Small businesses make up a majority of the businesses in America, yet there is a huge risk when opening your own business. Small businesses’ odds of surviving decrease as time goes by, according to a report from Small Business Trends.
Statistics are fine to analyze until you realize that there are individuals behind each one, business owners who have to deal with closing a business. If you’re one of these individuals, you’re the one that must reach a decision to board it up, which causes emotions that statistics and numbers can never truly convey. You tried and succeeded for a while, but the business is closed now. Here’s your path to starting over and overcoming this hurdle.
Remember Your Success
We have a tendency to reach our goals and immediately want something new. No matter how much time you put into one achievement, you usually want the next big thing immediately afterward. This is a wonderful trait to have since it keeps you striving for something better.
However, this can also lead to you forgetting everything you’ve accomplished along the way. After your small business closes, give yourself time to reflect and remember the obstacles you overcame to get to the point of opening a business at all.
Starting your own business and the courage, drive, and work ethic it takes to accomplish that is worth celebrating. It’s also exactly what you need to start again. You learned what worked and what didn’t. Carry that knowledge into your next venture, and don’t let the fear of failure stop you from trying something new after you process this “failure.”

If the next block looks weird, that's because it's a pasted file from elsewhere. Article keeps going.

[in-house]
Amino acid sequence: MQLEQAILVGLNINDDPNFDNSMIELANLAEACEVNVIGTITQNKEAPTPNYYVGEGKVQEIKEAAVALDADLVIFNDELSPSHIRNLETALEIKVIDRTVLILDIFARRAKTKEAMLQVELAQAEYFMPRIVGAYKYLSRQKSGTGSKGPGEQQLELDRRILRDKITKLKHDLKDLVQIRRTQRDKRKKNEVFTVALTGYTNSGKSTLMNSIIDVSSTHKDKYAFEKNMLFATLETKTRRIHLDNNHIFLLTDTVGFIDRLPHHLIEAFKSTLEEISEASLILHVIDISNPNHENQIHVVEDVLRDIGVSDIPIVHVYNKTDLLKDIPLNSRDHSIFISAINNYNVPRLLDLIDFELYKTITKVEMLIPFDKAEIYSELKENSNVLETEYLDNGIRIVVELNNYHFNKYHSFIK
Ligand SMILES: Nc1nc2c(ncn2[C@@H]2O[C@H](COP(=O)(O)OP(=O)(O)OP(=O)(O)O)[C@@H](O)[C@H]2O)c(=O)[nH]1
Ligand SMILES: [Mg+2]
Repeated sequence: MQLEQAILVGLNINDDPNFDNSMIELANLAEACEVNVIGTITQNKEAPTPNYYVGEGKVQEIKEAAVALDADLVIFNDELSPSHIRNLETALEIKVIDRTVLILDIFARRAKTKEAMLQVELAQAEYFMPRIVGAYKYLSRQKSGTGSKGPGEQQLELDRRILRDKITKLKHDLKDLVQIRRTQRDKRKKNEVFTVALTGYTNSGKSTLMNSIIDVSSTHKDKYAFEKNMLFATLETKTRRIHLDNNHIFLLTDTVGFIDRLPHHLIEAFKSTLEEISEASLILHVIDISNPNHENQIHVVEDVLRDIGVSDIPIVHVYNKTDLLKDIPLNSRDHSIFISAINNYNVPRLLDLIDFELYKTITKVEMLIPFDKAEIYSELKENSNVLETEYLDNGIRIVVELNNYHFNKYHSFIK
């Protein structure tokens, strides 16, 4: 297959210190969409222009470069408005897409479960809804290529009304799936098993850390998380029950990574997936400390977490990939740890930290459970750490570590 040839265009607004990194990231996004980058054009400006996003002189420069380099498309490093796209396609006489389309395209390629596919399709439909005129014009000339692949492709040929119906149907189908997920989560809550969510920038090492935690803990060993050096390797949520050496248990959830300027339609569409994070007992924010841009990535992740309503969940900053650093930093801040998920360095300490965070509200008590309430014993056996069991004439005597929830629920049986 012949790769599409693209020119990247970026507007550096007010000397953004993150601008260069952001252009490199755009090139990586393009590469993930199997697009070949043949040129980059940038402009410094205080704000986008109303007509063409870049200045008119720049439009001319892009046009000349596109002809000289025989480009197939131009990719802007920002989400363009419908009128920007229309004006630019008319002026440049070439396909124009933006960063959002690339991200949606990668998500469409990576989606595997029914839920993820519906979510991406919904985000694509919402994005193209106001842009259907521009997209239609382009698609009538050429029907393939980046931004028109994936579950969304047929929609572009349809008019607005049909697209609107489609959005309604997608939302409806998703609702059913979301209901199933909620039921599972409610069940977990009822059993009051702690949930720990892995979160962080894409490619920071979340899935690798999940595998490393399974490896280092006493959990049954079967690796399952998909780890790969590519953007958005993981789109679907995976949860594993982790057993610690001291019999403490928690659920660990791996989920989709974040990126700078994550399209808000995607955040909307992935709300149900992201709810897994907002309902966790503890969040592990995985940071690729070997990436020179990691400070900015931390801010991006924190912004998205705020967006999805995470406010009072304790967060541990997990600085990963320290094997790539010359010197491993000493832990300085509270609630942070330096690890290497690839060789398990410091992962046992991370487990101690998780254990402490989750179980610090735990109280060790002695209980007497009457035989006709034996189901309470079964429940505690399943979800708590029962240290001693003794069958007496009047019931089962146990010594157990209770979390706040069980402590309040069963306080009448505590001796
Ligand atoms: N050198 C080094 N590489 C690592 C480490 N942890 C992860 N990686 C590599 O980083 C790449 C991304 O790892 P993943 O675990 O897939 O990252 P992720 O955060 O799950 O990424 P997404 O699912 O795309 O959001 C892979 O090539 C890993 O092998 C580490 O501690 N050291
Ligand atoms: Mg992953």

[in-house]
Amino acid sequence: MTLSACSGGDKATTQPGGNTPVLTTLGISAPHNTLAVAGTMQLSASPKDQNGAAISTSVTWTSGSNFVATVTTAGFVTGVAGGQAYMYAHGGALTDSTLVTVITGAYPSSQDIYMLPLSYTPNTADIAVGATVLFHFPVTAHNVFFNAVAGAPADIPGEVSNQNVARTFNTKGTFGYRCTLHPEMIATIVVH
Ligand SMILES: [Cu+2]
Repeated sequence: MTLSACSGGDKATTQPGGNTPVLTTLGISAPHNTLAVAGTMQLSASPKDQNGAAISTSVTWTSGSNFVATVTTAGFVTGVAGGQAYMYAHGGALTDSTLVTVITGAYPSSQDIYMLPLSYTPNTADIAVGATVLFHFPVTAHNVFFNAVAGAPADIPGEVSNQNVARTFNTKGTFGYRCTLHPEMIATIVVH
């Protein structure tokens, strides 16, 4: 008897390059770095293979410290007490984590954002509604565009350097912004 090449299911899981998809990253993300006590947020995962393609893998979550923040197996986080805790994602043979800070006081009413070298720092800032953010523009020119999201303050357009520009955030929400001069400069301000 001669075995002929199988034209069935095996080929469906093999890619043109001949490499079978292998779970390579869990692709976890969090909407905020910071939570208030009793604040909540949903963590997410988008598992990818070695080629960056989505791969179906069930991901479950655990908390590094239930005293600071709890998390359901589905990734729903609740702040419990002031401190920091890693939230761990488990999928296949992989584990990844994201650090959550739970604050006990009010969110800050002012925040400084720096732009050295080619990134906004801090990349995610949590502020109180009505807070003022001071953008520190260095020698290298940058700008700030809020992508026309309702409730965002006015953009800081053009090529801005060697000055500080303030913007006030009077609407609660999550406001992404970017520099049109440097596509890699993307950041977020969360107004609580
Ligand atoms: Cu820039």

Give Yourself Time
While you shouldn’t let one business closing stop you from ever trying again, you should give yourself time to process all the emotions that come with a business closing. Everyone has their own way of dealing with emotions and unplugging for a while.
Everyone recovers from a failure, and some even view failure as an achievement. Take this approach and spend time doing things you haven’t done in a while that bring you joy. Practicing self-care is one of the best ways to rejuvenate your mental and physical state.
As a small business owner, you probably wore an array of different hats and had little time outside of work to focus on yourself. Take the opportunity now to come up with a sustainable self-care routine that you can continue into your next venture.
Reconnect with friends and family, catch up on your reading, head outside — do what makes you feel good. If that means getting a makeover, by all means, head out for a cut and color. While you’re taking care of yourself, though, keep your finances in mind.
Allow Your Bank Accounts to Bounce Back
Don’t immediately go into another venture unless you’ve dealt with the fallout from your closed business. Wait until the time is right, finances are secure, and you can focus on the future.
After your business closes, tighten your belt and make a stricter budget for yourself. The last thing you need is to worry about finances right now, so save all you can. If you have enough in savings to get by until you start something else up, pat yourself on the back.
If your personal savings were tied into the business, then filing for bankruptcy might be your best option. If not, you need to secure a source of income and fast. Your experience as a business owner provided you with a network that you can reach out to for help securing a job.
Though it might sting to become an employee for someone other than yourself, you can stop stressing about the bills and use the time to come up with your next business venture. Perhaps you can start small while employed and open an online store. Your platform options are endless nowadays. For example, dropshipping allows you to sell trendy products without a storefront or inventory, from backpacks and bags to gadgets and electronics. Find out what strikes your fancy and then take it slowly. There’s no need to rush this decision.
When you have the next plan ready to go, invest time into the plan. You know where the pitfalls are and how to avoid them. Be patient and wait for the right time, place, and investor.
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